Run by bloggers, these invite other bloggers to link up their own posts at the bottom. Linkys often have set rules for commenting and are used to drive engagement. In return for hosting a linky, the host usually requires you to display a badge with their site/linky on it. You then comment on the posts as laid out in the rules and use a specified hashtag to allow the host to see which comments/actions are as a result of their linky. Linkys are a time consuming but effective way of boosting visitation and engagement on your posts and various ones run throughout the week.
The meta description, or ‘snippet’ is a small piece of text which describes your page. If you search on Google, you’ll see a description under each link. If the meta description isn’t specified then this will just be the first 160 characters or so of your page’s text, therefore it’s important to either make sure this makes sense or provide a specific meta description – functionality that is provided free of charge by the Yoast plugin. A meta description is used for search engine optimisation so be sure to have your keywords in there also.
The meta tags are small bits of information that help describe what the page is about without being displayed. These help search engines (and users) find your page. The most commonly known meta tag is the meta description or ‘snippet’.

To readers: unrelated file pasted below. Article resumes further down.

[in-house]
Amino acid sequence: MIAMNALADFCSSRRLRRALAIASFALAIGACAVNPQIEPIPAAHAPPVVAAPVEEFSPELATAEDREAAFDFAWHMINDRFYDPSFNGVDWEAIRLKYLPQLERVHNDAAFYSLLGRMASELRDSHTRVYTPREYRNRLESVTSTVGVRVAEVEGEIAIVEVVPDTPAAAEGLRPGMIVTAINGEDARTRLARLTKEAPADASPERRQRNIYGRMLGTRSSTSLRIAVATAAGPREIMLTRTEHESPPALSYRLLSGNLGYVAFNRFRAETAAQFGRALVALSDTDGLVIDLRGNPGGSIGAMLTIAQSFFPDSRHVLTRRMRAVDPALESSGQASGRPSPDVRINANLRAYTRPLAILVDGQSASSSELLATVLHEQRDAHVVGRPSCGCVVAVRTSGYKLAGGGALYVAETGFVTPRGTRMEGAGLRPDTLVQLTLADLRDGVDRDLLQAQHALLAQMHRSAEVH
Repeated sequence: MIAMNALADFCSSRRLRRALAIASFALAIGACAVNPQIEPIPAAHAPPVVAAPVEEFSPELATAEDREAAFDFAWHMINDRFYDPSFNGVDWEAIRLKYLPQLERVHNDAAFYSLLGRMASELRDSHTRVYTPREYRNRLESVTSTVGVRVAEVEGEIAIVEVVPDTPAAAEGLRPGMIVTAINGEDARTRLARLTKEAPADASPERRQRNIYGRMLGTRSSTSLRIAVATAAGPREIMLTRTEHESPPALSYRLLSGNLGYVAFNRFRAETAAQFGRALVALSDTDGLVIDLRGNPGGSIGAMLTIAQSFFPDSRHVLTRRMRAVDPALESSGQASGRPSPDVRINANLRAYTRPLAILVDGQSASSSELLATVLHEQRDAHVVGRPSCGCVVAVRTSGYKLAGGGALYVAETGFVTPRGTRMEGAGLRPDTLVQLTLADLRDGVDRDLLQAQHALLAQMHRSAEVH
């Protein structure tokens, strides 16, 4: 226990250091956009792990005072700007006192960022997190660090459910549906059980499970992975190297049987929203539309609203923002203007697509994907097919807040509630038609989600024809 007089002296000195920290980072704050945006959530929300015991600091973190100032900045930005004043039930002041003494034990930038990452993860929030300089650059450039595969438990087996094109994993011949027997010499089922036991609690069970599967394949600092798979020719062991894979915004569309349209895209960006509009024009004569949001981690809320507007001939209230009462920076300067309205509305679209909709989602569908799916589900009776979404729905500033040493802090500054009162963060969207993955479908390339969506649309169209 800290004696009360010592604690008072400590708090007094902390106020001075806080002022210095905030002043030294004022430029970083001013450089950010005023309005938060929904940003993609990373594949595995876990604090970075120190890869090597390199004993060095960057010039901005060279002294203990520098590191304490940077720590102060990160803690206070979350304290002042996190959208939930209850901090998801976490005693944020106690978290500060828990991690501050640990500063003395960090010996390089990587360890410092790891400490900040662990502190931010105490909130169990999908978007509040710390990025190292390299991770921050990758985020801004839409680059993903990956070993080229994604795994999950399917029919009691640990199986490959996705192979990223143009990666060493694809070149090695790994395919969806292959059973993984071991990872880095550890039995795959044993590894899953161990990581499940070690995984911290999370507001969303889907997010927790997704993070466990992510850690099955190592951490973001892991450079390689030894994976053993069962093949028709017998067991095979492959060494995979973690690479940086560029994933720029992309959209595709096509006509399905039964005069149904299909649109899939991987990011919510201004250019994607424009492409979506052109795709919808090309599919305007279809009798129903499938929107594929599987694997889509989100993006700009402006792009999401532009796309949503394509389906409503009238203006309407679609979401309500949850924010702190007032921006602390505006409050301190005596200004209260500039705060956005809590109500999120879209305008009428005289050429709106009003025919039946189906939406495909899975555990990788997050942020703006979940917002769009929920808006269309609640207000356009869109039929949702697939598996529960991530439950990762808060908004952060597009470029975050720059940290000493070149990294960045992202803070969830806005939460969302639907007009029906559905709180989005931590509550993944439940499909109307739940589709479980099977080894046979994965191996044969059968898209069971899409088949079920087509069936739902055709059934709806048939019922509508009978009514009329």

Moz are the organisation who came up with Domain Authority as a score. Moz looks at as many pages as possible on the internet and the links between them in order to update their algorithm. Moz scores are usually updated every 4-6 weeks and could take some time to find all of the links associated to your site.
The second type of link, a nofollow link is exactly that – it tells search engines NOT to follow the link on your page. This means that in terms of search engine optimisation, you’re not linking the sites together. Nofollow links are generally used when a link has been ‘purchased’, i.e. a blogger has been asked to link to that page. This is because it’s believed that Google penalises websites that show paid for links in an attempt to stop SEO companies from disrupting Google’s search algorithm and skewing results. In order to make a link a nofollow link, you can either use the free WordPress plugin ‘NoFollow’ or insert the coding rel=”nofollow” within the HTML tag just after the bit that says the “website name”.